A roundup of recent Michigan newspaper editorials
Detroit News. May 22, 2019
Wait for new Roe ruling before deciding abortion
Even before one fight to restrict abortion in Michigan has been resolved, activists are pushing another, more severe limit that clearly runs afoul of the guidelines of the Roe v. Wade decision.
Last week, the Michigan House and Senate passed separate bills to outlaw a procedure commonly used in second-term abortions. The technique, which dismembers a fetus before removing it from the womb, was used in nearly 1,800 abortions in the state last year.
The legislation would not outlaw second term abortions, but would force doctors to use a different procedure that mimics a miscarriage.
Gov. Gretchen Whitmer has vowed to veto the bill, if a reconciled version makes it to her desk.
That’s brought the promise of a citizens initiative from Right to Life of Michigan. Under state law, backers of a bill can collect 340,000 valid petition signatures to force action by the Legislature. If the proposal is approved by lawmakers, it becomes law without the governor’s signature. If the Legislature doesn’t approve, it goes to the ballot for voters to decide.
This week, the group Michigan Heartbeat Coalition announced plans for a second citizen’s initiative to ban abortion once a fetal heartbeat is detected.
Several states have passed fetal heartbeat laws, most of which have been blocked by the courts because they too strictly limit a woman’s right to obtain an abortion, which Roe v. Wade forbids.
Backers of more restrictive laws are betting a more conservative U.S. Supreme Court will revisit Roe and will return the responsibility for regulating abortion to the states.
Right to Life actually opposes the heartbeat ban because it fears it would actually weaken Michigan’s law, which was passed in 1848 and bans all abortions except to save the life of a mother.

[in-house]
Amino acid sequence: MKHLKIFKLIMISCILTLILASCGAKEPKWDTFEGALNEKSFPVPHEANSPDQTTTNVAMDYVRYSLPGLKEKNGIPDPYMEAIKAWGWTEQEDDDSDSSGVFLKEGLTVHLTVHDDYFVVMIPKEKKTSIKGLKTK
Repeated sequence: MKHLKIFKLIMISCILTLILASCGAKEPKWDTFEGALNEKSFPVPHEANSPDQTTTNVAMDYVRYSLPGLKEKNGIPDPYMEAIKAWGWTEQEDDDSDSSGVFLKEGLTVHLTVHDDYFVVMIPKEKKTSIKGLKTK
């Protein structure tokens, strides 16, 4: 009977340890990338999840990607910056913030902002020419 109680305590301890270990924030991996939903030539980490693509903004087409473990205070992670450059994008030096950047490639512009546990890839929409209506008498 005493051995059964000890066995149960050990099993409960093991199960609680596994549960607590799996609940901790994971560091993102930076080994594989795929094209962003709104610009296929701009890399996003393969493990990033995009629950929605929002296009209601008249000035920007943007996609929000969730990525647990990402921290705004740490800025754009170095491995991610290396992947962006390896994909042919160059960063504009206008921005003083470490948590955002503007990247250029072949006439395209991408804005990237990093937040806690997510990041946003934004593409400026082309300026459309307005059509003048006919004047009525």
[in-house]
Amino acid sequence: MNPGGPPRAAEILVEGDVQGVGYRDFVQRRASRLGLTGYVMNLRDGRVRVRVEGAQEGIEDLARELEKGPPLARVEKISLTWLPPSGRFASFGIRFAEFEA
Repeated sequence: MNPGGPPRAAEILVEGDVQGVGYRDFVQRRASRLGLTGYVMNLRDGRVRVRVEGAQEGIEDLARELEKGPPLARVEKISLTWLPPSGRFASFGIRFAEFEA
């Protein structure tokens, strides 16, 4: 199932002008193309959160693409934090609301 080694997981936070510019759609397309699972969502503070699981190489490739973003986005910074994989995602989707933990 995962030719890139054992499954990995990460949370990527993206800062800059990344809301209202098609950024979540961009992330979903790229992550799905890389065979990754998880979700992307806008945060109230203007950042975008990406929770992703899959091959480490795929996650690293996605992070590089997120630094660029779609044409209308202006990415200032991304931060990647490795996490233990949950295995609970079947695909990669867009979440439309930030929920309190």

In Michigan, residents are divided on abortion, as they are in most of the country. A Pew Research poll found 54 percent of state voters say abortion should be legal in most circumstances, while 42 percent they should be mostly illegal.
Policy on abortion should reflect the values of the state.
The prudent course here would be to wait for the Supreme Court to settle Roe, and then begin a debate on how Michigan should respond.
Using the initiative approach would seem to short-circuit what should be a far more deliberative and inclusive process. It will be impossible, of course, to satisfy everyone on this issue.
But whatever abortion law looks like after Roe v. Wade is relitigated - if it is - it should hew as closely as possible to the views of a majority of state residents.
Lansing State Journal. May 26, 2019
Schools must report bullying, it’s Michigan law and common-sense leadership
Laws are not optional. If they were, they’d be called guidelines.
Yet a Lansing State Journal investigation showed the majority of mid-Michigan school districts are not following Matt’s Law, which requires all Michigan school districts to investigate reports of bullying and inform school boards of the scope of these incidents.
Only two of the 18 school districts the LSJ reviewed were fully compliant with the 8-year-old law, named for Matt Epling, an East Lansing teenager who died by suicide in 2002. His father, Kevin, fought for years to get the Legislature to implement an anti-bullying law.
But a law does little good if it isn’t enforced and educators disregard various portions of it.
The report showed that many of the schools that had some sort of reporting mechanism failed to follow up with it by including any action steps. Reports provided to the school board are often verbal and informal, failing to capture the scope of incidents.
Read the story: Is your school following Michigan’s anti-bullying law? Probably not.